The largest pension and sovereign wealth funds in the world – especially Australian super funds – are continuing to grow faster than their peers, according to the latest annual Watson Wyatt survey.
The survey, undertaken jointly with Pensions & Investments magazine, lists the top 300 pension funds according to size, along with 22 sovereign wealth funds, including Australia’s Future Fund.
There are 13 Australian funds on the total list, accounting for 2.1 per cent of the world universe’s assets. This has pushed the Asia-Pacific region funds to overtake those of continental Europe in the survey for the first time, with a combined US$3 trillion against Europe’s US$2.5 trillion.
While the assets of most funds fell last year, the total of the top 20 funds was down only 4 per cent, compared with an average decline of 13 per cent for the rest of the funds in the survey. The figures include both investment returns and contributions.
Martin Goss, Watson Wyatt’s Australian head of investment client consulting, said large pension and sovereign wealth funds around the world had been prioritising governance to build long-term investment frameworks and develop decision-making structures that take advantage of new investment ideas.
“They have also used their size to their advantage by ensuring their various activities add up to a value proposition for beneficiaries,” he said. “Among other things, these leader funds continue to set the benchmark in most aspects of investment.”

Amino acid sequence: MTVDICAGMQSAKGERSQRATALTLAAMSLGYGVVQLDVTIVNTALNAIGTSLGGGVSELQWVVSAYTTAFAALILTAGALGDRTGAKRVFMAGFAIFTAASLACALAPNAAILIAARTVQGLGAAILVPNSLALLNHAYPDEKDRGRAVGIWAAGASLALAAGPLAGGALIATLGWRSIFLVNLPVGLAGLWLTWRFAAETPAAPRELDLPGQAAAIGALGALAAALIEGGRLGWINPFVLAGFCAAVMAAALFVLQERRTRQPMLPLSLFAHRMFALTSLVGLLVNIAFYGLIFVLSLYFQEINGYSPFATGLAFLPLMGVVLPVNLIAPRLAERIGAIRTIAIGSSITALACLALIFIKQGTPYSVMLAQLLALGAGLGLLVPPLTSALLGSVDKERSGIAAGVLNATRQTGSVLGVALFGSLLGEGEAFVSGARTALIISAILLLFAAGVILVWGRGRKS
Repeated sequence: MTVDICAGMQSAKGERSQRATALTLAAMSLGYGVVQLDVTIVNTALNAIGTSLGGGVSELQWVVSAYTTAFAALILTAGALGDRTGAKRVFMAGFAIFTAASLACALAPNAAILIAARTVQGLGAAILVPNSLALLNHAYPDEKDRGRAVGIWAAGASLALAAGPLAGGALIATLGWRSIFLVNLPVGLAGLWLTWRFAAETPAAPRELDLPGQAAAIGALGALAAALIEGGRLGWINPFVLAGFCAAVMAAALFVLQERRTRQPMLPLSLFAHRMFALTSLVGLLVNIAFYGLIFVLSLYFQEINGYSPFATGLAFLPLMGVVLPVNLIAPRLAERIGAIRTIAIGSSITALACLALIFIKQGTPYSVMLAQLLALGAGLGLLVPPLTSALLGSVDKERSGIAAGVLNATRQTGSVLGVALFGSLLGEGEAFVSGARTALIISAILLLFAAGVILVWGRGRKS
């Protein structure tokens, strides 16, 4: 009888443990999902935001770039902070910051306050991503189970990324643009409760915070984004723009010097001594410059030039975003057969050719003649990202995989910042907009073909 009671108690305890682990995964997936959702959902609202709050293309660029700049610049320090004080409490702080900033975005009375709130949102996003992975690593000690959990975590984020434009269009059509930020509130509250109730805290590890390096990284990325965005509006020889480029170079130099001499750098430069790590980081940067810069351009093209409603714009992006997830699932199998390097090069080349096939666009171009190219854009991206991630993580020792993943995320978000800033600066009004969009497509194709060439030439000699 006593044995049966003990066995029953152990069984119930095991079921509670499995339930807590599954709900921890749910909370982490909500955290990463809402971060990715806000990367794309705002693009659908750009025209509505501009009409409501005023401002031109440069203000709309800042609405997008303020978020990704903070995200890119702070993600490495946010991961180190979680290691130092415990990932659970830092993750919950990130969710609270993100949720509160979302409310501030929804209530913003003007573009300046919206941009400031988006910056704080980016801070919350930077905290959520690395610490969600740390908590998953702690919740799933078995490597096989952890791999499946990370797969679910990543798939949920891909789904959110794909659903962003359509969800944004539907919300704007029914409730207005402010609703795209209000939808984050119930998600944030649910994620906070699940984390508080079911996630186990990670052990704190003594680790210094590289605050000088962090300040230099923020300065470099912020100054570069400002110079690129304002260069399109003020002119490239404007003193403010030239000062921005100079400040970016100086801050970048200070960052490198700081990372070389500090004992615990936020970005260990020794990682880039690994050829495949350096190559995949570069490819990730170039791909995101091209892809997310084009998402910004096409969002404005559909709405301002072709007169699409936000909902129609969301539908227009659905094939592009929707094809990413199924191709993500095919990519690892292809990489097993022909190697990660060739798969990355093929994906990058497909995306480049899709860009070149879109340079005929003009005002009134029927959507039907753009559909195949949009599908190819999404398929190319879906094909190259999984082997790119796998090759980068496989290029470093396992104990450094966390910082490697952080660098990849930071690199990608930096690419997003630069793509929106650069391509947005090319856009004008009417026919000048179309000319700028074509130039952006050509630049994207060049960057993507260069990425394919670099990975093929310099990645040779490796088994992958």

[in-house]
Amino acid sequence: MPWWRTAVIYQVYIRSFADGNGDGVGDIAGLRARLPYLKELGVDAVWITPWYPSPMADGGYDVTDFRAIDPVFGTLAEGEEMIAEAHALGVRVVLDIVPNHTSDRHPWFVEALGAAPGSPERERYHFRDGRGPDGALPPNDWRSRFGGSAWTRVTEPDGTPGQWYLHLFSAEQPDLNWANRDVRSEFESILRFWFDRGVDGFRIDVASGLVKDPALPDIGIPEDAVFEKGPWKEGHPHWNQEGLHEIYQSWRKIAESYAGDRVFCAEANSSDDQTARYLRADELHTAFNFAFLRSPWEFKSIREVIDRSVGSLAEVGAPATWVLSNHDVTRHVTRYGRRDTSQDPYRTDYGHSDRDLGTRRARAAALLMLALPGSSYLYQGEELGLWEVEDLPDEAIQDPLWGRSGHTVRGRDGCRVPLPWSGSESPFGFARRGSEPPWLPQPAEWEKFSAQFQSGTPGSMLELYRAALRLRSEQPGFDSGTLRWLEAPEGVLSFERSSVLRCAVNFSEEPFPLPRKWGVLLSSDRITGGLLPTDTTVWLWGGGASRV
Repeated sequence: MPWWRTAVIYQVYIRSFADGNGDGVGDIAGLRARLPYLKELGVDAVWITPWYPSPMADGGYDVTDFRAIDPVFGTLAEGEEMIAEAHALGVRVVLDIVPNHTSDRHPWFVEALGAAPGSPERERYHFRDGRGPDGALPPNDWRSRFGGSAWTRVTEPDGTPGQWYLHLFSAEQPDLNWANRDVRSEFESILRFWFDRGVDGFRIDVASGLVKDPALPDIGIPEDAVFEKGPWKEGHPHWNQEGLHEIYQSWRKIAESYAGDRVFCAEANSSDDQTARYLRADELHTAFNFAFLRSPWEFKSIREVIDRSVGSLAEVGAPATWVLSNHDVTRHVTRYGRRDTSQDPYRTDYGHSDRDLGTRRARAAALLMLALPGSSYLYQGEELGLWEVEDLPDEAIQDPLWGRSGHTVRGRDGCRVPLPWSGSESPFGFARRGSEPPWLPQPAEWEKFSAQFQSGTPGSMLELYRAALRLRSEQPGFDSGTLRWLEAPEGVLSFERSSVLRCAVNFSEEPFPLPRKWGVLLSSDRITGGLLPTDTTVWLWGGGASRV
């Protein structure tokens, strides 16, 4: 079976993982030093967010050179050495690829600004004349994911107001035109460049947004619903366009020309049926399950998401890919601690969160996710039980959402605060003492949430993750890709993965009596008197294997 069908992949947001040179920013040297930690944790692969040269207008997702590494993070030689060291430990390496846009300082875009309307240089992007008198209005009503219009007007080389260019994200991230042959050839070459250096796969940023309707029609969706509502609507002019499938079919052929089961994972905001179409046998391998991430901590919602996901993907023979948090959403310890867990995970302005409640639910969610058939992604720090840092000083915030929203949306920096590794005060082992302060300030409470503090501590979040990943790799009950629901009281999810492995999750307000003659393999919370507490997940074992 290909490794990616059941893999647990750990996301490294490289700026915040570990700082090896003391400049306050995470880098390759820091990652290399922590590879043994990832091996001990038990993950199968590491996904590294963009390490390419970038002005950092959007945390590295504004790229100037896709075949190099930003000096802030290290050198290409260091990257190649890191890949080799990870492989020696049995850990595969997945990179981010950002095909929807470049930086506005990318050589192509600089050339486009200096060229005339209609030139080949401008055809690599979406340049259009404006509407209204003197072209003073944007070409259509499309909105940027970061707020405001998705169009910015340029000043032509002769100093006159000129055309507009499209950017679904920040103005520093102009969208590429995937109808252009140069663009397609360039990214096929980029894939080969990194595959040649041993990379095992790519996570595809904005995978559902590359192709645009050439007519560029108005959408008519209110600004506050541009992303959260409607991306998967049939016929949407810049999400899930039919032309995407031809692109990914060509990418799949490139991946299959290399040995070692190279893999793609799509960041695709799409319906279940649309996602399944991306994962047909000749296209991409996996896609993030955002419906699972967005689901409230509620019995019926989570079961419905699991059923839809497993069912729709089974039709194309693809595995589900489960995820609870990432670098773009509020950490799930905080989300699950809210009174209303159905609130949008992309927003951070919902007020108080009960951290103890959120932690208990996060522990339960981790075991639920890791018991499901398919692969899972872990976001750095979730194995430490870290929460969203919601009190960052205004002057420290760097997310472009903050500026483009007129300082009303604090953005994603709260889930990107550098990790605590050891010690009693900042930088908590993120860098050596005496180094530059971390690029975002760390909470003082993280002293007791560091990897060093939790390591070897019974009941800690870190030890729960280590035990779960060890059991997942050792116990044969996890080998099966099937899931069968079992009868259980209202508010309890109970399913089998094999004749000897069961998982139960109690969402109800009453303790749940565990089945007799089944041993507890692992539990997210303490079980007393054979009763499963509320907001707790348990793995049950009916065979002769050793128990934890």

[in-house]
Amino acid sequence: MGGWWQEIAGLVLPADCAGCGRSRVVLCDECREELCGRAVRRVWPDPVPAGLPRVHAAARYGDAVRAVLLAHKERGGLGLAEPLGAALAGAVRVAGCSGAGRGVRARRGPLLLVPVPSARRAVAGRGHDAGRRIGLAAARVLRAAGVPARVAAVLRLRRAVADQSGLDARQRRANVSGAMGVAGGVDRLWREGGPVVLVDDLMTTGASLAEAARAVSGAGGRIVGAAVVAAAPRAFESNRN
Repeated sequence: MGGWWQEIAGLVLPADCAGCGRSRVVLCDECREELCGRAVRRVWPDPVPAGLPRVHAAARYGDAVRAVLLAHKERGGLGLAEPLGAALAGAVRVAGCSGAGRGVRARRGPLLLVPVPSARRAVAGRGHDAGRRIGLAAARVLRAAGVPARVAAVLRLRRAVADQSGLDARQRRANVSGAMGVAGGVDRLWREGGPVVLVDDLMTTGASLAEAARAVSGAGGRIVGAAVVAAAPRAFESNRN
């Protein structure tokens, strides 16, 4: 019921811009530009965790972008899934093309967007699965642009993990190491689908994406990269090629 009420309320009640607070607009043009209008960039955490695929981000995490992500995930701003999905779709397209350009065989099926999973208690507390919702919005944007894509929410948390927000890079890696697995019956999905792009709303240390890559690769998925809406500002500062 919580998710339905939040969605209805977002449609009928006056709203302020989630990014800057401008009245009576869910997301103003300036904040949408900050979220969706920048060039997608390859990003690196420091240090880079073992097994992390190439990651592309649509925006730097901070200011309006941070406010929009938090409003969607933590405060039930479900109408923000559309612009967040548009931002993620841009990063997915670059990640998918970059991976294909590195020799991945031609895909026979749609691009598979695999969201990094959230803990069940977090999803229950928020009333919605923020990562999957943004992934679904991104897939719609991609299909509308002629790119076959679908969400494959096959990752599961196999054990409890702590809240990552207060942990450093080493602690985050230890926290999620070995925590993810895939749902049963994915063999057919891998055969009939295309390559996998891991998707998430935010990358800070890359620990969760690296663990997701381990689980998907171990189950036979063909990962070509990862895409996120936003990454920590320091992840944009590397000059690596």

The total assets of the top 300 funds fell 13 per cent to US$10.4 trillion during 2008, but compound annual growth remains around 10 per cent annual for the past five years.
The US retains its number one ranking with the largest share of assets among the top 300 pension funds, but this has slipped from 53 per cent to just on 40 per cent over the past five years. Japan is still number two, with 19 per cent, largely because of its biggest (and the world’s biggest) fund, the Government Pension Investment Fund of Japan, which has about US$1.3 trillion in assets.
The 13 Australian funds in the total 300 rankings are: Future Fund (ranked 52nd), State Super (100th), Australian Super (120th), UniSuper (155th), QSuper (144th), ARIA (202nd), First State Super (230th), REST (251st), HESTA (271st), Cbus (279th), and new funds to the list ESS Super (205th), Sunsuper (272nd) and Telstra Super (297th).
The Australian funds’ assets are measured as June 30 (against December 31 for some of the others) but are converted to US dollars as at December 31.